How to lower your rate if you are a high-risk driver
It is certainly possible to take steps to improve your driving record in the eyes of car insurance companies and may eventually help move out of a high-risk classification. For example, these practices can move you in the right direction:
- Above all, do not make things worse by violating any additional traffic laws.
- Practice defensive driving.
- Talk to your insurer and determine if there are driving courses which you can complete which will improve your options.
- Consider trading in your vehicle for one with added safety features.
Frequently asked questions
What is the best insurance company for high-risk drivers?
Most insurance companies will cover high-risk drivers though in some cases, the cost can be prohibitively high. To find the best company to address your high-risk needs, obtain quotes from several car insurers known for working with high risk drivers. Then compare in order to determine which company’s policy best meets your needs.
How long am I considered a high-risk driver?
This will depend upon the specific factors that put you in the high-risk category in the first place as well as differing carrier practices. However, it is possible to remove the classification in a relatively short period if your infractions have been minor. On the other hand, repeated serious traffic violations or coverage lapses can extend the high-risk period indefinitely.
At what age does car insurance get cheaper?
Drivers under 20 are by far the most expensive drivers to insure. Because statistics bear out that driving habits improve with experience, premiums start to decrease after teen years and level out around age 25. Typically, rates continue to decrease slightly until drivers are much older, 70 and above, at which time rates again increase.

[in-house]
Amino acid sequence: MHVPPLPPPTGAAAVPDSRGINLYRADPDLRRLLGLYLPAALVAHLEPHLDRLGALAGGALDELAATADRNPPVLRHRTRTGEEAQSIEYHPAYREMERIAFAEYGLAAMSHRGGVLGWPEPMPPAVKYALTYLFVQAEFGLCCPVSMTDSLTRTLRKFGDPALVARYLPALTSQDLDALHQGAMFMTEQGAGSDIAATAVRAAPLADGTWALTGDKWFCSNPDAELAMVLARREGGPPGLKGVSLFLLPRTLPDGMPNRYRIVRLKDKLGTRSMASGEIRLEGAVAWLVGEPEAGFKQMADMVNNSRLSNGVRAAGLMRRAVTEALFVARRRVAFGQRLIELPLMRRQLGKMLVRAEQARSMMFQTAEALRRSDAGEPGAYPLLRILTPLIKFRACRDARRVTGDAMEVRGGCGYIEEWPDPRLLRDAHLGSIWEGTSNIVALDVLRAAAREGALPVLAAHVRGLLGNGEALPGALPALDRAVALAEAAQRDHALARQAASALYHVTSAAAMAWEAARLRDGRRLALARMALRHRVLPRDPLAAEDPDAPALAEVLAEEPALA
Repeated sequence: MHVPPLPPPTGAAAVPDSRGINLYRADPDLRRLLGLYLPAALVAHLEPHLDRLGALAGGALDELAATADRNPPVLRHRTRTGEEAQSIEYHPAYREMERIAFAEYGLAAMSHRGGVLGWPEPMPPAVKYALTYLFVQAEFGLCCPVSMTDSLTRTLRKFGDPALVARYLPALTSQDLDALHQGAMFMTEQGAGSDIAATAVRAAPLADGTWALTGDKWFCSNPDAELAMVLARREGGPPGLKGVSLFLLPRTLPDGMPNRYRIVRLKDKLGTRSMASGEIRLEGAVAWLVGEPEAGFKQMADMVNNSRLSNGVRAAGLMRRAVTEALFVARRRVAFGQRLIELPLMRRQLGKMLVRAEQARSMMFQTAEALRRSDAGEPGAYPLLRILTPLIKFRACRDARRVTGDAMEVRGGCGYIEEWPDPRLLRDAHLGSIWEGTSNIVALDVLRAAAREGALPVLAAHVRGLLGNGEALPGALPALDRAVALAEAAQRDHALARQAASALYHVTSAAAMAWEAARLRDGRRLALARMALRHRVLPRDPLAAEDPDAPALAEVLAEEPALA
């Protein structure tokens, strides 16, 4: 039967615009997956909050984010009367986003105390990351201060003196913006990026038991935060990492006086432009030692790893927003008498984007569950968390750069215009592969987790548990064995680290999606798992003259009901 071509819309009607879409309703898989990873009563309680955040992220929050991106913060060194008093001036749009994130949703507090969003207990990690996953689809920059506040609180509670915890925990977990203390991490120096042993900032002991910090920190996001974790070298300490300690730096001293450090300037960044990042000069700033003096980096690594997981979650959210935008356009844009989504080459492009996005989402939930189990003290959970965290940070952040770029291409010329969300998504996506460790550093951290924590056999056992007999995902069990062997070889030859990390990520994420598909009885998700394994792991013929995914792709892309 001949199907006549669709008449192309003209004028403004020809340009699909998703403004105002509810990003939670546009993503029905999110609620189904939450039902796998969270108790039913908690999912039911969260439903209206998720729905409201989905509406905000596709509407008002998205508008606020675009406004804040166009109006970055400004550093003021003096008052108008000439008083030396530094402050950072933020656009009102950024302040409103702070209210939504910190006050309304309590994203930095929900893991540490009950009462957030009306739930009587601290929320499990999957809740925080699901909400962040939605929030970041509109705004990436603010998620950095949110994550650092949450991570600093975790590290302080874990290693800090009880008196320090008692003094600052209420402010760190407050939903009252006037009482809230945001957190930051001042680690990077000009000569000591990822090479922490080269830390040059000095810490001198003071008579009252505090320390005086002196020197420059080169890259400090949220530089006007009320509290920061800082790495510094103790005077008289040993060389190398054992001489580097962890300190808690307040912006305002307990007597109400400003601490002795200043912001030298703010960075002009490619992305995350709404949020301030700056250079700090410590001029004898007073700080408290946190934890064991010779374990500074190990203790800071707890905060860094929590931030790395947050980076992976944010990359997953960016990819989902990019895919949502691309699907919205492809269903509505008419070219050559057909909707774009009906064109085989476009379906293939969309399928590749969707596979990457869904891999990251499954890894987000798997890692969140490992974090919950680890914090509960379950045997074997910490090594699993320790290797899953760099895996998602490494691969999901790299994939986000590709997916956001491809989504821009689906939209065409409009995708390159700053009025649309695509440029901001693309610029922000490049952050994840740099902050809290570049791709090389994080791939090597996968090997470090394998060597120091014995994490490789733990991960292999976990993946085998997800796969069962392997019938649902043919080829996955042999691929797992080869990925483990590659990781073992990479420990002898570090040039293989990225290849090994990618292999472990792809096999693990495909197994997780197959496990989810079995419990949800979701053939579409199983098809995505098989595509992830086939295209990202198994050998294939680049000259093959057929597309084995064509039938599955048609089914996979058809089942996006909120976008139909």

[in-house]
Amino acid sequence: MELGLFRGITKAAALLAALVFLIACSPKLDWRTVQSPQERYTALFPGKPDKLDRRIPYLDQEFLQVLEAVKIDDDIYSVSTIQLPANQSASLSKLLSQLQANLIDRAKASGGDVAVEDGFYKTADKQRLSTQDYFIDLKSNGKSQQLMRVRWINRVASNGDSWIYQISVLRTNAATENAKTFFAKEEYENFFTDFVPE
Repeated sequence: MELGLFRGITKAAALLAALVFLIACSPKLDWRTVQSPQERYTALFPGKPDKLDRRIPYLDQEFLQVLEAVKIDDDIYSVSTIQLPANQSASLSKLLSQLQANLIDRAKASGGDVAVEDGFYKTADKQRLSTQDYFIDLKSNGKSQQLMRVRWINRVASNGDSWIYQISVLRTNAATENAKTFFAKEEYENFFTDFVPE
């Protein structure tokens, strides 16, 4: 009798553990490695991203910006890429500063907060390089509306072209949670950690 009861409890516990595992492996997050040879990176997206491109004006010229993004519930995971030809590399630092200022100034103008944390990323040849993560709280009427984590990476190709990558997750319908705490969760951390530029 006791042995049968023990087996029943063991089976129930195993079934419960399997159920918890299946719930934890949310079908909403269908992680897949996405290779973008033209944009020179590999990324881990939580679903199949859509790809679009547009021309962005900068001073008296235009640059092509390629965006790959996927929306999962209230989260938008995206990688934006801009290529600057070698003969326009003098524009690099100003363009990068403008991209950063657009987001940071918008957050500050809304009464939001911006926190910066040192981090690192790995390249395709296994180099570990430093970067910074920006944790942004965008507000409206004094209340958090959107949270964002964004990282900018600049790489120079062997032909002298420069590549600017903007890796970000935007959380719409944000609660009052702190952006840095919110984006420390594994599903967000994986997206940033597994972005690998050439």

Bankrate utilizes Quadrant Information Services to analyze 2021 rates for all ZIP codes and carriers in all 50 states and Washington, D.C. Quoted rates are based on a 40-year-old male and female driver with a clean driving record, good credit and the following full coverage limits:
- $100,000 bodily injury liability per person
- $300,000 bodily injury liability per accident
- $50,000 property damage liability per accident
- $100,000 uninsured motorist bodily injury per person
- $300,000 uninsured motorist bodily injury per accident
- $500 collision deductible
- $500 comprehensive deductible
To determine minimum coverage limits, Bankrate used minimum coverages that meet each state’s requirements. Our base profile drivers own a 2019 Toyota Camry, commute five days a week and drive 12,000 miles annually. These are sample rates and should only be used for comparative purposes.
Incident: Rates were calculated by evaluating our base profile with the following incidents applied: clean record (base), at-fault accident, single speeding ticket, single DUI conviction and lapse in coverage.